In Vitro and in Vivo
In Vitro and in Vivo
The definition of in vitro and in vivo research depends on the experimental model used. In vitro research is generally referred to as the manipulation of organs, tissues, cells, and biomolecules in a controlled, artificial environment. The characterization and analysis of biomolecules and biological systems in the context of intact organisms is known as in vivo research. For example, studying the effects of an antibiotic on disease-causing organisms grown in the laboratory would be an example of an in vivo study. Observing the effects of that same antibiotic in a human would be in vivo research.
The basic unit of living organisms is the cell, which in terms of scale and dimension is at the interface between the molecular and the microscopic level. The living cell is in turn divided into functional and structural domains such as the nucleus, the cytoplasm, and the secretory pathways, which are composed of a vast array of biomolecules. These molecules of life carry out the chemical reactions that enable a cell to interact with its environment, use and store energy, reproduce, and grow. The structure of each biomolecule and its subcellular localization determines in which chemical reactions it is able to participate and hence, what role it plays in the cell’s life process. Any manipulation that breaks down this unit of life, that is, the cell into its non-living components is, considered an in vitro approach. Thus, in vitro, which literally means “in glass,” refers to the experimentation conducted using cell-free extracts and purified or partially purified biomolecules in test tubes.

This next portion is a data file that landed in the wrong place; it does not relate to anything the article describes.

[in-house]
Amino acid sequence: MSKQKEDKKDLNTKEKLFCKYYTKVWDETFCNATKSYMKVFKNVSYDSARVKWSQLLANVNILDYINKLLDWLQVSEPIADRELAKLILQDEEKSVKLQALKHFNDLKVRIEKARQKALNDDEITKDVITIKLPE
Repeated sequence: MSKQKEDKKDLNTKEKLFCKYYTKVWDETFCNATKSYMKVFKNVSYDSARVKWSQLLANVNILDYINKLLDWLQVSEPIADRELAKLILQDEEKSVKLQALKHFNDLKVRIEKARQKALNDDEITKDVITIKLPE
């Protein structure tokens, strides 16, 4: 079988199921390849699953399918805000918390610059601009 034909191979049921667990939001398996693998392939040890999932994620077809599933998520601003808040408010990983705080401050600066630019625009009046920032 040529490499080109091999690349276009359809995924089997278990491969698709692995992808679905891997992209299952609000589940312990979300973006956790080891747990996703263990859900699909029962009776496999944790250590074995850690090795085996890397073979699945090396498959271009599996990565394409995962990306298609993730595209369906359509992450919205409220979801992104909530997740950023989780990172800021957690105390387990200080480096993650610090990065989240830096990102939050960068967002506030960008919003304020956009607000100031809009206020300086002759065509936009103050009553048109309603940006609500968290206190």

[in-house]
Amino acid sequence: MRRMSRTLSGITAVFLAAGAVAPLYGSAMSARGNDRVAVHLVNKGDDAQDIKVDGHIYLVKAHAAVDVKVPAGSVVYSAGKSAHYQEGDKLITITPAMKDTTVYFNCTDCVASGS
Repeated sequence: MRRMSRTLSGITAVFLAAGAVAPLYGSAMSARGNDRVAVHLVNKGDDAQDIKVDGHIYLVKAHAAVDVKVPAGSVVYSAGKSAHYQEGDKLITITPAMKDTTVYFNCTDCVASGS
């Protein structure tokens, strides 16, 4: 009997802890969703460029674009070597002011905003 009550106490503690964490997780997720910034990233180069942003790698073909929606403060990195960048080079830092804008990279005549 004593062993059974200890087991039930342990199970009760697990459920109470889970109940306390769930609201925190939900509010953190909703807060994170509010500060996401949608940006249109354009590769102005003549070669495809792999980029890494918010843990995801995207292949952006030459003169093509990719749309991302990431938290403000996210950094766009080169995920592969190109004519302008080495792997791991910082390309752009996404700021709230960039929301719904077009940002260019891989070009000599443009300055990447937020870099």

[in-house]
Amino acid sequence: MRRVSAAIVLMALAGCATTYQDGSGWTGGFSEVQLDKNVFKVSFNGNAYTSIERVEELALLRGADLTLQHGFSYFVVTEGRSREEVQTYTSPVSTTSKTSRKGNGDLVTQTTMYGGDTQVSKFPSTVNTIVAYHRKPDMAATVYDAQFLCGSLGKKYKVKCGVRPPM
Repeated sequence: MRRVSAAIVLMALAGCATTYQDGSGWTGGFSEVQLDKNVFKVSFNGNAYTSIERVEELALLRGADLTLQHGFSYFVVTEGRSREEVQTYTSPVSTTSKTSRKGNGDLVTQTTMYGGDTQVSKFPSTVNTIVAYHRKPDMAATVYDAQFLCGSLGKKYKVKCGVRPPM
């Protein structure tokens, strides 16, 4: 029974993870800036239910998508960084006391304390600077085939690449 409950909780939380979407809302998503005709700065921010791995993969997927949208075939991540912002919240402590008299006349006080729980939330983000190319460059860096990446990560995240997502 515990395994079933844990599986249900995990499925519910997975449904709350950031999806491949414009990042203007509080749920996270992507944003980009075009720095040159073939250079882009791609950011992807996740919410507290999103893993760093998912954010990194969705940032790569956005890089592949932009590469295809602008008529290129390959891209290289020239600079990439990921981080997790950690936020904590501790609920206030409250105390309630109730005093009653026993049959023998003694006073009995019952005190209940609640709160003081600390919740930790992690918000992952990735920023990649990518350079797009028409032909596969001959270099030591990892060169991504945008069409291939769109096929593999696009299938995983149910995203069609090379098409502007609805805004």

Molecular cloning of a gene with the aim of expressing its protein product includes some steps that are considered in vitro experiments such, as the PCR amplification of the gene. The expression of that gene in a host cell is considered an in vivo procedure. What characterizes an in vitro experiment is in principle the fact the conditions are artificial and are reconstructions of what might happen in vivo. Many in vitro assays are approximate reconstitutions of biological processes by mixing the necessary components and reagents under controlled conditions. Examples of biological processes that can be reconstituted in vitro are enzymatic reactions, folding and refolding of proteins and DNA, and the replication of DNA in the PCR reaction.
Microbiologists and yeast geneticists working with single cells or cell populations are conducting in vivo research, while an immunologist who works with purified lymphocytes in tissue culture usually considers his experiments as an in vitro approach. The in vivo approach involves experiments performed in the context of the large system of the body of an experimental animal.
In the case of in vitro fertilization (IVF), physicians and reproductive biologists are manipulating living systems, and many of the biological processes involved take place inside the living egg and sperm. This procedure is considered an in vitro process in order to distinguish it from the natural fertilization of the egg in the intact body of the female.